“Walking in line, holding trays in your hands, is one of the standard patterns related to eating in a canteen. Actually, it is like the children’s game ‘follow-the-leader’. We wanted to utilise this symbolic and fairly disciplined activity in the performance – lighten it and create a collective game based on it,” says choreographer Björn Säfsten.
The Matsalen performance, targeted at school-aged children and young people, explores, through participation, the habits and behaviour patterns that relate to eating. The performance is inspired by rules and norms, objects and things related to the canteen, the ways of behaving and everyone’s personal memories. However, moving together with the performers, we create new rules for the canteen.
“In the performance, children can move in ways that are not usually permitted for them in the school yard. For instance, the pompous walk experimented with in the performance is often easy for boys, whereas carrying a tray in a feminine way feels more awkward. By crossing these borders, we can question gender roles, for example” explains Säfsten.
Cvijeta, who followed the performance with her daughter Aili, says that moving together made it easy to get involved in the performance: “Moving made it easier to join in the story and created an image of a totally different situation.”
Choreographer Säfsten says he wants to play with the relationship between performers and the audience.
“I often want to change the agreement with the audience in my performances. And break the presuppositions relating to viewing and experiencing the performance. The glasses through which the viewer sees the performance influence the viewer’s experience.”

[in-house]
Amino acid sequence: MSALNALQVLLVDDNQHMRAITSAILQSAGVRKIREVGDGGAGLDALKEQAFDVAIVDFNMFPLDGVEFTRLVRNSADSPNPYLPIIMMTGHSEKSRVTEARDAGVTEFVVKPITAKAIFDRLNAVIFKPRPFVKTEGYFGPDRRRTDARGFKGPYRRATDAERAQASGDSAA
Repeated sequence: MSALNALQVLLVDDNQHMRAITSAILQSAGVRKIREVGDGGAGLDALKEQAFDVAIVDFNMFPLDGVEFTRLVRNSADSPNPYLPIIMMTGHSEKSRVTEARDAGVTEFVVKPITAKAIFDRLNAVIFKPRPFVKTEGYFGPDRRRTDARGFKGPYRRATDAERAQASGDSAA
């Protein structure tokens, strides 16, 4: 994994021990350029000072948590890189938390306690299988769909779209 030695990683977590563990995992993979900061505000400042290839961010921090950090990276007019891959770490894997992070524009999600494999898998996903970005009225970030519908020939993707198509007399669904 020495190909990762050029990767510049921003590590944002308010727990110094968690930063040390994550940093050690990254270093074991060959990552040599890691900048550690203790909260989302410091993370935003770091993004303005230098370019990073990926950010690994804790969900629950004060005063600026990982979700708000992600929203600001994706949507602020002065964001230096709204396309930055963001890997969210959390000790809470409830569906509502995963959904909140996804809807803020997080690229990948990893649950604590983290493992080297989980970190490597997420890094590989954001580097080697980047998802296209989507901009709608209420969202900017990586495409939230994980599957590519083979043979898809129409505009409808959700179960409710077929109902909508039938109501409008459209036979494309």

“The best thing was to be part of the performance”
The Matsalen (Canteen) was seen six times in a week in Annantalo Arts Centre. Säfsten praises the audiences consisting of schoolchildren: “It is great how the children comment on the performance, participate in it and suggest various movements. Their curiosity and ability to immerse themselves in the personal experience is admirable. Here in Helsinki, the schoolchildren behaved really well, they were extremely focussed and worked together outstandingly. We shared a joke in the working group, that we got a taste of the Finnish school, the best in the world.”
Saaga and Silja, schoolgirls who participated in the performance, said that it was great fun. They were delighted by the food reflected on the trays and the movements reminding of eating or food among others. In both girls’ opinion, the best thing was, as Silja put it, ‘to be involved in the performance myself’.
Pirjo, who followed the performance with Saaga and Silja, is glad about the fact that contemporary dance is made also on the basis of topics accessible to children. “The performance need not be about the immaturity of humans or another abstract subject. It is important to stage low-threshold performances as well.”
The Matsalen (Canteen) performance for families and the related workshop for dance professionals were organised in collaboration by Annantalo Arts Centre and Dance House Helsinki. Programme Manager Mikael Aaltonen says that the cooperation has given some valuable experience that can be utilized in the planning of Dance House Helsinki’s future activities.
“For us it is important that Dance House Helsinki is able to address and reach all age groups. The cooperation with Annantalo Arts Centre offers us the opportunity to pilot working with young audiences while accumulating information of how similar activities can play a role in Dance House Helsinki.”